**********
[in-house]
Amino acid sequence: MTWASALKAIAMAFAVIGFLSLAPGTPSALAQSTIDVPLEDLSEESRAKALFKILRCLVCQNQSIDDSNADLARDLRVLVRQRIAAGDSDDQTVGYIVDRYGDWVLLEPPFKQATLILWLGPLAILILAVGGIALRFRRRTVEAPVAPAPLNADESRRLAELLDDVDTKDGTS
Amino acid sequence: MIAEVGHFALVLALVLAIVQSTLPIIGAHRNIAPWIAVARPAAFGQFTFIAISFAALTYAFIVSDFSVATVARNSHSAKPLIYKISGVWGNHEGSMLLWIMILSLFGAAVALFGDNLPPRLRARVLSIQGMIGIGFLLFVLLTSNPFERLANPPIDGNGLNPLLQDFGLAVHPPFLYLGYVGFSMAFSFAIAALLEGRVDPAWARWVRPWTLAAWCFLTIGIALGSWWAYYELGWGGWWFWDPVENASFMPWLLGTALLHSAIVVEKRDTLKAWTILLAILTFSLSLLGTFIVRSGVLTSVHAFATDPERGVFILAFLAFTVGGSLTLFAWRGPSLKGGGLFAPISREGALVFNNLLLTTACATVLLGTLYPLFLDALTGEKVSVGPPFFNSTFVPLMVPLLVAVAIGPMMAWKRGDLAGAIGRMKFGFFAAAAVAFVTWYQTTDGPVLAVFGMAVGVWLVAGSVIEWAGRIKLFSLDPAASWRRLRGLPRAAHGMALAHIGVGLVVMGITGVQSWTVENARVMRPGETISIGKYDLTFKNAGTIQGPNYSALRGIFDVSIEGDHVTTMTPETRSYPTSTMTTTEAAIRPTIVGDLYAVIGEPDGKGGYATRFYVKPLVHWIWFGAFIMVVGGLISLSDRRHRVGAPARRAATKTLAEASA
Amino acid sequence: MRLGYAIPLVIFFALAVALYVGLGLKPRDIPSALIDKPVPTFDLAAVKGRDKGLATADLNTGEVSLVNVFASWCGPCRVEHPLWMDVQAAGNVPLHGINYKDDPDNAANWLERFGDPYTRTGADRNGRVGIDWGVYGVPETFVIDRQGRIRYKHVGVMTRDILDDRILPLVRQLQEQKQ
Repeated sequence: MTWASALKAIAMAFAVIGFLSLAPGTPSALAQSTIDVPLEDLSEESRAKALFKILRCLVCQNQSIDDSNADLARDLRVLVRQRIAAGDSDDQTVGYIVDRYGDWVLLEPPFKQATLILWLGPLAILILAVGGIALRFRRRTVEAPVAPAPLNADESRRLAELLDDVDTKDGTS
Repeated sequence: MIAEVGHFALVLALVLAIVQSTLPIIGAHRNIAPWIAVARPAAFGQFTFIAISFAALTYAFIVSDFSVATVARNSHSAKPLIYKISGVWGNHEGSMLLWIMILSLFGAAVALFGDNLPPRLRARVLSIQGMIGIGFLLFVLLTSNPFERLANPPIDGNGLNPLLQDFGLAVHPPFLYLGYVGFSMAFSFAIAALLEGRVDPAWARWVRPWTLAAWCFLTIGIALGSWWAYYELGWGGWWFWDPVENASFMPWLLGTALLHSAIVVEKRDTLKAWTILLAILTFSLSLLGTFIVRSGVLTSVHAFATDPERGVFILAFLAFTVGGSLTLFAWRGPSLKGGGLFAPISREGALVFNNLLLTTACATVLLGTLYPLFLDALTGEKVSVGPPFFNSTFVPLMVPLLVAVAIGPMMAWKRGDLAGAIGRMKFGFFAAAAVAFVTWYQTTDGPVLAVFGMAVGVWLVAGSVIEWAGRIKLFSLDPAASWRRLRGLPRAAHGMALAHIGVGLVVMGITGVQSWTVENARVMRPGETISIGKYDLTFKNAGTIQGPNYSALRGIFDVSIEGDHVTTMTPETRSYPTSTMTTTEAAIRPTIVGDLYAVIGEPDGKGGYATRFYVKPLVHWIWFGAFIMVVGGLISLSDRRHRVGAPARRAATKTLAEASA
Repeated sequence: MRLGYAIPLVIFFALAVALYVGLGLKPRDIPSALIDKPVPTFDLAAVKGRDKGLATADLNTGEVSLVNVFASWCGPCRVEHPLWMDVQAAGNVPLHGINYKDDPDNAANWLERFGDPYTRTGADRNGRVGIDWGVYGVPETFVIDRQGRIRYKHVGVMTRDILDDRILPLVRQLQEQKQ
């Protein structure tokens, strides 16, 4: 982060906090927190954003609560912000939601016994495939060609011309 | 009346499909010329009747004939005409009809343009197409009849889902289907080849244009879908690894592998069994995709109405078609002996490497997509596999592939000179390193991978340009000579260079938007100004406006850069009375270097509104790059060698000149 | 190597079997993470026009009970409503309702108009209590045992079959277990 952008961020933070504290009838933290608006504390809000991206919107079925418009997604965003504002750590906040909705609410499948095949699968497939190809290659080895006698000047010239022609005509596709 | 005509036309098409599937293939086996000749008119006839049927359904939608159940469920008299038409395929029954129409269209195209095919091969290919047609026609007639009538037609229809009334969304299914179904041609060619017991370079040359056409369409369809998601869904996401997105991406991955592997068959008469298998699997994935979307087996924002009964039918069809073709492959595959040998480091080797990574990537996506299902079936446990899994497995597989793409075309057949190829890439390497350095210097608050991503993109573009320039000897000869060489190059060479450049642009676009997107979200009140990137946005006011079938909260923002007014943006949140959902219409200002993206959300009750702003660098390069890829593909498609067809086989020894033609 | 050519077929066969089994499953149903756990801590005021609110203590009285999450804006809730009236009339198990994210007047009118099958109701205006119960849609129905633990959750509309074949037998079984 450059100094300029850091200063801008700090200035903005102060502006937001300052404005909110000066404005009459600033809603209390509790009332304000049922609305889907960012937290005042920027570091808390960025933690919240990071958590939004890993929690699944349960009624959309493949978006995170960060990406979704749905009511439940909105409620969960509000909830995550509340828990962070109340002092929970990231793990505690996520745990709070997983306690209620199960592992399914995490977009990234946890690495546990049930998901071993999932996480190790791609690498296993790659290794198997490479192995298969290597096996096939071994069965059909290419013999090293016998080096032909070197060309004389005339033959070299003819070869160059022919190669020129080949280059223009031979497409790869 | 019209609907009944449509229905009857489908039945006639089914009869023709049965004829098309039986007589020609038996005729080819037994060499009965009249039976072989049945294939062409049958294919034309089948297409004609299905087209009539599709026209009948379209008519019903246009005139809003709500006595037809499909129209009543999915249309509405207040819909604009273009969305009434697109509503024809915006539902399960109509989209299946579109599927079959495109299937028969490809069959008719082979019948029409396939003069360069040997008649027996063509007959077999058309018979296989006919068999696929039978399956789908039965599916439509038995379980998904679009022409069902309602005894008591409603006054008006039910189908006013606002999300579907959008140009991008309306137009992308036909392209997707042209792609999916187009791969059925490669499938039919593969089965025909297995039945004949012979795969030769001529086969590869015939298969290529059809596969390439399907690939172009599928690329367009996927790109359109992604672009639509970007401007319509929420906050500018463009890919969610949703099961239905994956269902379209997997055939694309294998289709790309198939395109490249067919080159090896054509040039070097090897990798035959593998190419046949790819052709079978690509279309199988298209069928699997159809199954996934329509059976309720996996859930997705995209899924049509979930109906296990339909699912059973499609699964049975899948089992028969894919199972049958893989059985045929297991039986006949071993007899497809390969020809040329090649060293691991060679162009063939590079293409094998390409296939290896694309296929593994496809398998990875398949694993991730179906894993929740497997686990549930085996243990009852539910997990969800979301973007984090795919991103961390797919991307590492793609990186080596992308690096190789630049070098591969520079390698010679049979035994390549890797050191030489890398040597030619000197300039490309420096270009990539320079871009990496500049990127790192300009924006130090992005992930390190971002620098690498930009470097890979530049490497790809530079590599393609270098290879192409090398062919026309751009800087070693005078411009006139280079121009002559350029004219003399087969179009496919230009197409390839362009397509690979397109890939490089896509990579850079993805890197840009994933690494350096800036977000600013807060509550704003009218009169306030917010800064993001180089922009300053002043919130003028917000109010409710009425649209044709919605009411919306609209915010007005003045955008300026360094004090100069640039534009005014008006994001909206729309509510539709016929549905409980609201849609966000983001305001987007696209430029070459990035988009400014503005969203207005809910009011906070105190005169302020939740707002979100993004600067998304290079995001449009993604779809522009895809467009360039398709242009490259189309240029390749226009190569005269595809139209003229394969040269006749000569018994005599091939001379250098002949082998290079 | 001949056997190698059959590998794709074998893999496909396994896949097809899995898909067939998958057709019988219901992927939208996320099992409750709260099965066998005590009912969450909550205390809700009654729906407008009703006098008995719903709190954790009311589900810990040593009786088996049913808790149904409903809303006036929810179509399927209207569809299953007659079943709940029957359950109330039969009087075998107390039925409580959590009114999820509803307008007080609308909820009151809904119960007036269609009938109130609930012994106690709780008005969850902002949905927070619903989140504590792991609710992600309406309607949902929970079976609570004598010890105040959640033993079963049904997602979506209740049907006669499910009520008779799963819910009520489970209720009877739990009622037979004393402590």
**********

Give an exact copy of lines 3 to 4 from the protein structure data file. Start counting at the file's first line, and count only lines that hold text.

Amino acid sequence: MIAEVGHFALVLALVLAIVQSTLPIIGAHRNIAPWIAVARPAAFGQFTFIAISFAALTYAFIVSDFSVATVARNSHSAKPLIYKISGVWGNHEGSMLLWIMILSLFGAAVALFGDNLPPRLRARVLSIQGMIGIGFLLFVLLTSNPFERLANPPIDGNGLNPLLQDFGLAVHPPFLYLGYVGFSMAFSFAIAALLEGRVDPAWARWVRPWTLAAWCFLTIGIALGSWWAYYELGWGGWWFWDPVENASFMPWLLGTALLHSAIVVEKRDTLKAWTILLAILTFSLSLLGTFIVRSGVLTSVHAFATDPERGVFILAFLAFTVGGSLTLFAWRGPSLKGGGLFAPISREGALVFNNLLLTTACATVLLGTLYPLFLDALTGEKVSVGPPFFNSTFVPLMVPLLVAVAIGPMMAWKRGDLAGAIGRMKFGFFAAAAVAFVTWYQTTDGPVLAVFGMAVGVWLVAGSVIEWAGRIKLFSLDPAASWRRLRGLPRAAHGMALAHIGVGLVVMGITGVQSWTVENARVMRPGETISIGKYDLTFKNAGTIQGPNYSALRGIFDVSIEGDHVTTMTPETRSYPTSTMTTTEAAIRPTIVGDLYAVIGEPDGKGGYATRFYVKPLVHWIWFGAFIMVVGGLISLSDRRHRVGAPARRAATKTLAEASA
Amino acid sequence: MRLGYAIPLVIFFALAVALYVGLGLKPRDIPSALIDKPVPTFDLAAVKGRDKGLATADLNTGEVSLVNVFASWCGPCRVEHPLWMDVQAAGNVPLHGINYKDDPDNAANWLERFGDPYTRTGADRNGRVGIDWGVYGVPETFVIDRQGRIRYKHVGVMTRDILDDRILPLVRQLQEQKQ